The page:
Tips to stay positive while living with Parkinson’s Disease

Tips to stay positive while living with Parkinson’s Disease

November 11, 2019 , Last updated: March 29, 2024

Being diagnosed with a chronic progressive illness like Parkinson’s Disease (PD) changes your life forever. It is natural to think about a lifetime that could limit your independence, presenting difficulties with everyday tasks or performing your job. However, keeping a positive attitude and maintaining an upbeat outlook can make your life more enjoyable. Hope, these tips will help you stay positive while living with Parkinson’s Disease:

  1. Learn about your illness – Don’t be afraid to read about Parkinson’s disease or talk to others who have it. Remember that no two cases are exactly alike, and no one can predict exactly how the disease will progress or affect you. Likewise, no two people respond the same to treatments and medications. Gathering information about your illness will empower you to make informed decisions about your medical care and the treatment options to you.
  2. Reduce your stress levels and put yourself and your needs first – This is not selfish or self-centered; you must take care of yourself first! Rest when you’re tired. Be protective about how you spend your time and energy as PD uses a great deal of one’s physical energy. Allow extra time to do everything from eating, drinking, and dressing to talking and walking. Coping and adapting takes a great deal of emotional and mental energy. Permit yourself to say “No” and not feel guilty. When you are feeling better, you can say “Yes”.

Also Read: 10 Early Signs of Parkinson’s disease

  1. Make exercise part of your life – Exercise does not delay or reverse the symptoms of Parkinson’s disease, but it does help you make full use of your potential and improve your quality of life. It also helps prevent complications such as contractures of rigid, poorly moving limbs. Walking, swimming, range-of-motion exercises, and simple stretching regimens offer opportunities to socialize and can do wonders for your energy level, strength, and a general feeling of well-being. Yoga and mindfulness classes help you maintain balance and de-stress. Your doctor can suggest an exercise program that will help keep you active no matter what your physical limitations or energy levels.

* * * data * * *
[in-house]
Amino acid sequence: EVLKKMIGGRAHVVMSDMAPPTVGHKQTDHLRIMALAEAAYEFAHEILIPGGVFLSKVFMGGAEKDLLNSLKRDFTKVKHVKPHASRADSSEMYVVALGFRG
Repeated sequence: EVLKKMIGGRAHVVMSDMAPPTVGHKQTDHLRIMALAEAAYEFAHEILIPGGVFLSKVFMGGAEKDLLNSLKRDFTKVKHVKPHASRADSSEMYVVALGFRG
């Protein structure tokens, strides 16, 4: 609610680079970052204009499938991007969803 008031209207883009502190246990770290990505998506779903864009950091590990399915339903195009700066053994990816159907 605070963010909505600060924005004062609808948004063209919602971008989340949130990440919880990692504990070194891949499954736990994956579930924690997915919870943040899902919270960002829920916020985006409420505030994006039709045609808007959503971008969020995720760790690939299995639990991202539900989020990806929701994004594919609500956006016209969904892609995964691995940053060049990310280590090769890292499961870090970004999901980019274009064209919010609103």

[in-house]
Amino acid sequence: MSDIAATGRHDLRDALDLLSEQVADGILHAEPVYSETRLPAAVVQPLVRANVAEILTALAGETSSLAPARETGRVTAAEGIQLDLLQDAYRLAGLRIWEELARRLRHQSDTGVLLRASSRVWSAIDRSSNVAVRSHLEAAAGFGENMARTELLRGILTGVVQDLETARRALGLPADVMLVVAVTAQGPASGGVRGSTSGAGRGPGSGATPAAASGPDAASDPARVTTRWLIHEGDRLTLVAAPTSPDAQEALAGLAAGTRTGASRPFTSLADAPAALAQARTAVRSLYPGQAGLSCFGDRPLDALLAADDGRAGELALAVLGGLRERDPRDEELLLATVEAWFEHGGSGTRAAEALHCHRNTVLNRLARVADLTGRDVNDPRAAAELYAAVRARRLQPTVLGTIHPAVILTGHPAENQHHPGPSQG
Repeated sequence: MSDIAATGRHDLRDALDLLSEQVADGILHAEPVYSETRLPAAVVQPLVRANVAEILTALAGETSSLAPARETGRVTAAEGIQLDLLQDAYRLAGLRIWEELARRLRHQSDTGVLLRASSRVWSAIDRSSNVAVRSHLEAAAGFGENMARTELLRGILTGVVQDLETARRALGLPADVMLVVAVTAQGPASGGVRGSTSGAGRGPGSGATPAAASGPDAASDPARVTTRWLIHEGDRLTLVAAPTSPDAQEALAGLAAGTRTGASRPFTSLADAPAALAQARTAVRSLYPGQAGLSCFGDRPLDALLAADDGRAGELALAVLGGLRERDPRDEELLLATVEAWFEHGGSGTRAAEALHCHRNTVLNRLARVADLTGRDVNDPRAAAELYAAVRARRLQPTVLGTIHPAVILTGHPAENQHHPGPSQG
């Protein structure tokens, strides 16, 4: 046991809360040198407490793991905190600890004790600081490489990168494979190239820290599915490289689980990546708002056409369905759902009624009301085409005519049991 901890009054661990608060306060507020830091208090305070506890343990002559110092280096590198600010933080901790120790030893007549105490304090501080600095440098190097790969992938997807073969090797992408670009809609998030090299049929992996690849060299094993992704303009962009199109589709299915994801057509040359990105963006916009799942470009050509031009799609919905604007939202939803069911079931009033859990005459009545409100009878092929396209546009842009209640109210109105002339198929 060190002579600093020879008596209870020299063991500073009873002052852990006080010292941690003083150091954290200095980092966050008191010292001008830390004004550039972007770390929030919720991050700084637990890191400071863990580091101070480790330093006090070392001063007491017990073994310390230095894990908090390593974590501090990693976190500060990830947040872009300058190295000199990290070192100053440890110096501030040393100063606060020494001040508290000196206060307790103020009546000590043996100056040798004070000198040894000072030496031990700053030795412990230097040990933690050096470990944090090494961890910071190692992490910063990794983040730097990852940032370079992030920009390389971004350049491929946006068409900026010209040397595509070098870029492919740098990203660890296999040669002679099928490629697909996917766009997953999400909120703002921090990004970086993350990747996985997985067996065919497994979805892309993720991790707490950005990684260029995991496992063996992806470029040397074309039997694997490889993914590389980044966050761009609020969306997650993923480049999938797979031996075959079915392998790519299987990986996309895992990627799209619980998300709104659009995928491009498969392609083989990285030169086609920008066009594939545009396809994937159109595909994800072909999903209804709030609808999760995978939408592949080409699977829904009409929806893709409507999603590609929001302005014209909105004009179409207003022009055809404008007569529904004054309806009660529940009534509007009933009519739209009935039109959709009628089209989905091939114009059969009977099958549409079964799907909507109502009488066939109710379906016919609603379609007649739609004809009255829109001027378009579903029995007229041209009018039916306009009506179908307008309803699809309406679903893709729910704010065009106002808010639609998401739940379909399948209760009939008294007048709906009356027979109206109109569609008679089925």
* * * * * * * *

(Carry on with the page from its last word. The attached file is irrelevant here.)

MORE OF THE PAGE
2. Try not to be self-conscious about the visible symptoms of Parkinson’s disease – It may be challenging, but look for ways to work around the problems. If you are self-conscious about the way you walk, consider using a wheelchair. If hand tremors make it difficult to eat with utensils, and you feel embarrassed eating in a restaurant, order foods you can eat with your hands. Ask the waitress to put each item on a separate plate or bowl; that way your tremors are less likely to knock food off the plate.
  3. Keep up your sense of humor – Having trouble walking, being unable to talk as loudly as you want, or giving up driving are particularly not funny. However, try to put a humorous spin on everyday observations and situations. For example, if you use a wheelchair, you might look at it this way: you always have a place to sit and a pair of shoes last you 20 years. Remember, laughter is a great stress reducer.
  4. Surround yourself with caring and loving family members, friends, and co-workers – Permit yourself to eliminate people and activities that drain your energy. Be honest with your people if you’re having a bad day. Tell people about your illness as they may not know what PD is; you may shake, lose your balance, walk or talk slowly because of PD. Ask for their help when you need it. Explain that you may feel terrible in the morning but fine in the afternoon. Don’t expect people to know what you are feeling unless you tell them.

Although it is normal to experience a loss of hope or bouts of fear about what the future holds, look for the silver lining. It’s natural to mourn the loss of function and independence for a brief time, but try not to get stuck there, wallow in self-pity, or isolate yourself from everyone.

If you experience any combination of these symptoms – loss of appetite, feelings of sadness, difficulty sleeping, a sense of hopelessness, or just feel down in the dumps – you may be suffering from elderly depression. Please tell your doctor about it. Even though you have every right to be depressed about your diagnosis, depression is a treatable condition. A combination of treatment and therapy can lift your spirits and give you renewed energy to keep that all-important positive attitude.

You can consult our expert doctors to get a safe, holistic, and effective treatment for Parkinson’s disease by booking an appointment at

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